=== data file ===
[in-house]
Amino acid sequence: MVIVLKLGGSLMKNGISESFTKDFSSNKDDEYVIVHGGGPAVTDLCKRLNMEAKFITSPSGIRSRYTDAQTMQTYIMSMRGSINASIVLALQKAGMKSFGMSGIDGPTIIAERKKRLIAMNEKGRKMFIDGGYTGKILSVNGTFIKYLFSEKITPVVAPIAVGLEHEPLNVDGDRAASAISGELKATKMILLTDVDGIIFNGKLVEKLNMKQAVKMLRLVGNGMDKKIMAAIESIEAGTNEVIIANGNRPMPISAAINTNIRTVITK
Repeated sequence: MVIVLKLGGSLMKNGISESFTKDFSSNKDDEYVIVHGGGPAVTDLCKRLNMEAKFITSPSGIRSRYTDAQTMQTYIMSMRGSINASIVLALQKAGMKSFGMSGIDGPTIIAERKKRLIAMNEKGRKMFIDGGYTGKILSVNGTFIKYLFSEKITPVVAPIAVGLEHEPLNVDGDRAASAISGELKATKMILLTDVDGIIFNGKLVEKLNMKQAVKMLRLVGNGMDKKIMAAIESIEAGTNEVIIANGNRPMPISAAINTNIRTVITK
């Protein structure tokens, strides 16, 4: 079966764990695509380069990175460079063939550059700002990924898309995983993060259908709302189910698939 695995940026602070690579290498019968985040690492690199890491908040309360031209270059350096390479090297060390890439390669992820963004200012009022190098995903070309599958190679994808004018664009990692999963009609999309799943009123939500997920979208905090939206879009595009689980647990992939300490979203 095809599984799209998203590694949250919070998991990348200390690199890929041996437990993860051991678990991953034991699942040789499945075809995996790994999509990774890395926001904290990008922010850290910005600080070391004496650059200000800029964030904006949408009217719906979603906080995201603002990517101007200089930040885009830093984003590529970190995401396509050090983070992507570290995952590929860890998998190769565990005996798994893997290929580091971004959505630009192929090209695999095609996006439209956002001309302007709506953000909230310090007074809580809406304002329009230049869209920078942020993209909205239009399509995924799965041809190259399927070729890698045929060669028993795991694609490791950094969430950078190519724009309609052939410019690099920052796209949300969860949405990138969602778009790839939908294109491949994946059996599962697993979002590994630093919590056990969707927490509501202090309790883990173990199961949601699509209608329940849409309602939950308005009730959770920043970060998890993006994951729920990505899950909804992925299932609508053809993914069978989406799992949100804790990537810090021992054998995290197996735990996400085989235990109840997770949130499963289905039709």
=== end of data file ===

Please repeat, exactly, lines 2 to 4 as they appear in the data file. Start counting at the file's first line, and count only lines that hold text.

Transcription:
Amino acid sequence: MVIVLKLGGSLMKNGISESFTKDFSSNKDDEYVIVHGGGPAVTDLCKRLNMEAKFITSPSGIRSRYTDAQTMQTYIMSMRGSINASIVLALQKAGMKSFGMSGIDGPTIIAERKKRLIAMNEKGRKMFIDGGYTGKILSVNGTFIKYLFSEKITPVVAPIAVGLEHEPLNVDGDRAASAISGELKATKMILLTDVDGIIFNGKLVEKLNMKQAVKMLRLVGNGMDKKIMAAIESIEAGTNEVIIANGNRPMPISAAINTNIRTVITK
Repeated sequence: MVIVLKLGGSLMKNGISESFTKDFSSNKDDEYVIVHGGGPAVTDLCKRLNMEAKFITSPSGIRSRYTDAQTMQTYIMSMRGSINASIVLALQKAGMKSFGMSGIDGPTIIAERKKRLIAMNEKGRKMFIDGGYTGKILSVNGTFIKYLFSEKITPVVAPIAVGLEHEPLNVDGDRAASAISGELKATKMILLTDVDGIIFNGKLVEKLNMKQAVKMLRLVGNGMDKKIMAAIESIEAGTNEVIIANGNRPMPISAAINTNIRTVITK
């Protein structure tokens, strides 16, 4: 079966764990695509380069990175460079063939550059700002990924898309995983993060259908709302189910698939 695995940026602070690579290498019968985040690492690199890491908040309360031209270059350096390479090297060390890439390669992820963004200012009022190098995903070309599958190679994808004018664009990692999963009609999309799943009123939500997920979208905090939206879009595009689980647990992939300490979203 095809599984799209998203590694949250919070998991990348200390690199890929041996437990993860051991678990991953034991699942040789499945075809995996790994999509990774890395926001904290990008922010850290910005600080070391004496650059200000800029964030904006949408009217719906979603906080995201603002990517101007200089930040885009830093984003590529970190995401396509050090983070992507570290995952590929860890998998190769565990005996798994893997290929580091971004959505630009192929090209695999095609996006439209956002001309302007709506953000909230310090007074809580809406304002329009230049869209920078942020993209909205239009399509995924799965041809190259399927070729890698045929060669028993795991694609490791950094969430950078190519724009309609052939410019690099920052796209949300969860949405990138969602778009790839939908294109491949994946059996599962697993979002590994630093919590056990969707927490509501202090309790883990173990199961949601699509209608329940849409309602939950308005009730959770920043970060998890993006994951729920990505899950909804992925299932609508053809993914069978989406799992949100804790990537810090021992054998995290197996735990996400085989235990109840997770949130499963289905039709």